These changes encompass the addition of a secondary economizer, one 1-p heater, one h-p heater, replacing steam air ejectors with vacuum pumps, modifying feed-pump turbines to operate on superheated steam, added extraction from h-p turbine, cascading drain system and increasing superheat temperature from 930 F to 950 F. If the vessel were on a long run, such as Persian Gulf to the U.S. or Europe, an attached generator could be included at minimal expense, resulting in an additional savings of 1 percent in the fuel rate.

Another method of plant upgrading presently under consideration is that of modifying an existing nonreheat to reheat. A complete change out of boilers does not appear to be economically feasible. However, adding a reheater section to the existing plant does.

One approach to this concept is to install the reheater in a refractory lined box that is separately fired by a combuster, as is done in separately fired heat recovery applications. This arrangement simplifies reheat control requirements and does not interfere with the normal operating functions of the main boilers.

It is estimated that this modification would result in a 4 percent fuel savings on a plant of approximately 30,000 shp.

Coal Firing In today's environment no upgrading evaluation would be complete unless consideration was given to coal firing. By the year 2000 it is projected that fuel-oil costs will be exorbitant. One owner's representative recently made the statement that the biggest problem facing U.S.-flag carriers is that of the costly conversion from steam turbine to dieselpowered ships. If the projections as indicated are correct, it would appear that he is heading in the wrong direction. The conversions he speaks of are reported to be in the area of 15 to 20 million dollars per ship. This is a sizable investment when you are looking for a quick payback on your outlay.

I believe the advantages of converting to coal, even when you consider that reboilering is required, far outweigh the diesel conversion approach.

On coal firing, history points out that this is not something which is new; we are simply improving on existing technology.

Major improvements have been made in the last 30 years in metallurgy, design and manufacturing techniques used in modern marine boilers, as well as the fuelburning fuel-handling systems employed.

The coal-fired marine plant will utilize a readily available and economical stoker coal. Present day prices, February 1981, place stoker grade coal at $2,201 per million Btu versus oil at $5.20 per million Btu. The prices based on dollars per million Btu equate to $212 per ton for bunker "C" oil and $55 per ton for stoker-grade coal.

The economics, based on a 20,- 000-shp plant operating 300 days a year at rated power, show that the oil-fired plant consumes 173.75 million Btu per hour. This t r a n s l a t e s into $6,505,200 per year. The coal-fired plant would consume 180.00 million Btu per hour, which represents an annual cost of $2,851,200. Thus, the fuel cost savings by using coal would be $3,654,000 per year.

The added cost for the coalfired plant with coal bunkers, fuel and ash handling equipment is estimated at $3,000,000 per ship above that of an oil-fired steamship. Obviously, any investment that can be written off in less than four years is well worth investigating.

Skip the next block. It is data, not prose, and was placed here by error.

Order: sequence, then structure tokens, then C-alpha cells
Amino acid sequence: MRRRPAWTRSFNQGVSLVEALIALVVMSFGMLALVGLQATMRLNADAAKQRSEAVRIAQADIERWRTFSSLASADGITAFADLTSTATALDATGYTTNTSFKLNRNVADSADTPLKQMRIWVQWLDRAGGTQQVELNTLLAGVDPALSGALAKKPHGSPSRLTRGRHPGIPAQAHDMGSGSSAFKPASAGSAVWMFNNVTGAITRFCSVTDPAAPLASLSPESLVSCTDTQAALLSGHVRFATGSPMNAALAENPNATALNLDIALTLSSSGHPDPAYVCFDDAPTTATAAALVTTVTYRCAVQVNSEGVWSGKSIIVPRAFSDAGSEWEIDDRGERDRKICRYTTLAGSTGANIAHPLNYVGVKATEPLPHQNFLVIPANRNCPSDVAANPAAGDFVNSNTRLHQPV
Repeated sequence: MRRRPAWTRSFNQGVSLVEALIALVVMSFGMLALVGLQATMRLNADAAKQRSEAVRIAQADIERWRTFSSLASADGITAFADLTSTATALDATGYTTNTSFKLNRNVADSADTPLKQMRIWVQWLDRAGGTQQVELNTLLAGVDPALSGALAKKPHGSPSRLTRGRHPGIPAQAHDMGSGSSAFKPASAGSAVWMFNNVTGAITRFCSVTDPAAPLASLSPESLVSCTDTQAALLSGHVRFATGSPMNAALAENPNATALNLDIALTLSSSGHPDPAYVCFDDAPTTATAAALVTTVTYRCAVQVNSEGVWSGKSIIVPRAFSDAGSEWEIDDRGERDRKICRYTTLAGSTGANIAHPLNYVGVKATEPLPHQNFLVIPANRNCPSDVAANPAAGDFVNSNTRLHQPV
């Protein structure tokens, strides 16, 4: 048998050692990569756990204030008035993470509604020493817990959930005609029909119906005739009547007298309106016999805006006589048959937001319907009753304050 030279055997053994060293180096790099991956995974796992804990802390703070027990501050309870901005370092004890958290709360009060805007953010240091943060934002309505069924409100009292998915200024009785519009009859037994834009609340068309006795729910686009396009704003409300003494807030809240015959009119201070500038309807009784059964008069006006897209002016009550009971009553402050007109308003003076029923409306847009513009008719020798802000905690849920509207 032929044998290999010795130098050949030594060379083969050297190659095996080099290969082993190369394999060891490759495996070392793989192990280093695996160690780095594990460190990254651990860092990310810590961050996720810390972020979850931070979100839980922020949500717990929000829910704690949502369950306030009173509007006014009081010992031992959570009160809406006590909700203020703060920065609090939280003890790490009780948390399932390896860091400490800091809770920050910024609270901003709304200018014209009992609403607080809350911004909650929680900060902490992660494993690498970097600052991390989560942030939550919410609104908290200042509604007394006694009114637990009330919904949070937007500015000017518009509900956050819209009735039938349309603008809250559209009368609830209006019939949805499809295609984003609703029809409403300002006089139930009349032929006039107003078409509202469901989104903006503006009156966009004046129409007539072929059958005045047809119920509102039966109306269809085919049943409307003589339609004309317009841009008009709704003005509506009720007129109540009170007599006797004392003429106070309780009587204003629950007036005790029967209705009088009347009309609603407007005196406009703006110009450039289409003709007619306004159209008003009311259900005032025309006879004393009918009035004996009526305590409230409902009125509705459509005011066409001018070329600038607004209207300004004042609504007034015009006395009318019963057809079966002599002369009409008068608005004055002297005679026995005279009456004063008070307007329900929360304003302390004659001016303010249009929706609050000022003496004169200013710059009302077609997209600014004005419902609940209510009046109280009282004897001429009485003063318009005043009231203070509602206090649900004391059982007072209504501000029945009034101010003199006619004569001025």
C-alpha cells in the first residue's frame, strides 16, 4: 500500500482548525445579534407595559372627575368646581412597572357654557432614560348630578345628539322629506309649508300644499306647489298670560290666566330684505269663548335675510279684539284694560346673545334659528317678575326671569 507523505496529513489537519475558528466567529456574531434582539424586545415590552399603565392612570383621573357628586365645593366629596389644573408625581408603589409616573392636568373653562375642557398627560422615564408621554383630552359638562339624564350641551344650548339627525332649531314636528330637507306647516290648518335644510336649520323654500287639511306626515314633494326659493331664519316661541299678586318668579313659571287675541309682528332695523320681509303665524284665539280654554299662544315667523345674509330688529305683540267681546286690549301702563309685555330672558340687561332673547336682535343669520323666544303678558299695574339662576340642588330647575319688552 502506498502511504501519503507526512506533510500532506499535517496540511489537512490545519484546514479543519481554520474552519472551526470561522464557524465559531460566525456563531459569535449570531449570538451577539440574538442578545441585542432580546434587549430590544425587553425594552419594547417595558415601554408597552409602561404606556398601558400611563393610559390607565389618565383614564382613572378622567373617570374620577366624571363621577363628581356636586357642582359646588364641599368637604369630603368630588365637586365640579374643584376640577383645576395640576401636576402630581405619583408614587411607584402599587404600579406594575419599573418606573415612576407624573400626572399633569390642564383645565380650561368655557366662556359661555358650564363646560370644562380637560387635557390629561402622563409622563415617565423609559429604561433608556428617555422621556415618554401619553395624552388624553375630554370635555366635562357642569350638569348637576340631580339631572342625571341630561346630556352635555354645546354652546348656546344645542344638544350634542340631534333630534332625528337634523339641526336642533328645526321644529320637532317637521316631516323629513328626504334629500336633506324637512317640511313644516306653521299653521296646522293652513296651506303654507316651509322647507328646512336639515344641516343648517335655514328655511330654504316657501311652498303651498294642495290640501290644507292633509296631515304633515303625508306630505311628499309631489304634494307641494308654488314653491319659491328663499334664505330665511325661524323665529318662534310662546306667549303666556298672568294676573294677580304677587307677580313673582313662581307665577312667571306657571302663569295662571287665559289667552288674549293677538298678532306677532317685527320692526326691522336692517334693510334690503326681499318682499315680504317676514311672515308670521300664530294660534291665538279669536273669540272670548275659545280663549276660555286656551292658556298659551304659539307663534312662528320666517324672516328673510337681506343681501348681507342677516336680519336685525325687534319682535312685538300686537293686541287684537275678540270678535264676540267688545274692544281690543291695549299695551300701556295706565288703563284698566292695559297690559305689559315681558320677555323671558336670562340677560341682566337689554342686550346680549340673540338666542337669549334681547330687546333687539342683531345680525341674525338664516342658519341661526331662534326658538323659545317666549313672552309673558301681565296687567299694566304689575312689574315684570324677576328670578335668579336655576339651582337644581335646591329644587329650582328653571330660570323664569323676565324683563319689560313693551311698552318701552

The classification of coal under consideration for marine application today is stoker-grade bituminous, which is still available in numerous areas of the United States and the world for marine bunkers.

A present-day land coal-fired boiler generally consists of a combustion system which burns pulverized coal in suspension in the furnace, or s t o k e r - f i r e d units which burn coal on a fixed or moving grate system. Coal-fired utility boilers generally use pulverized coal systems simply because a stoker cannot accommodate the huge quantities of fuel consumed.

Coal pulverizers and the burner system are generally designed for a specific coal. This does not present a problem for land-based plants. Marine bunkering coals, however, will vary in specifications and may not be acceptable to a pulverizer system as originally designed.

We, therefore, feel that a stoker- fired boiler is the best presentday solution for coal firing aboard a vessel. The stoker will more readily accept changes in the fuel specification which are likely to occur in marine coal bunkers.

The main shipboard coal bunkers proposed are of the hopperbottom type. Transportation of the coal from the extraction point at the main bunker to the day bunker can employ one of two basic systems available. One system is mechanical and the second is a pneumatic transport system.

The mechanical coal feed system configuration can vary depending on the machinery space layout.

It is estimated that a reboilering conversion to coal-firing units would be in the five to seven million dollar range. This includes removal of existing boilers, installation of all new equipment, plus an insert into the hull structure for coal bunkers.

In conclusion, in a world which is subject to liquid fuel prices rising uncontrollably and with rapid degradation of liquid fuel, coal is a viable alternate for shipboard application.

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Maritime Reporter Magazine, page 46,  Nov 1981 United States Navy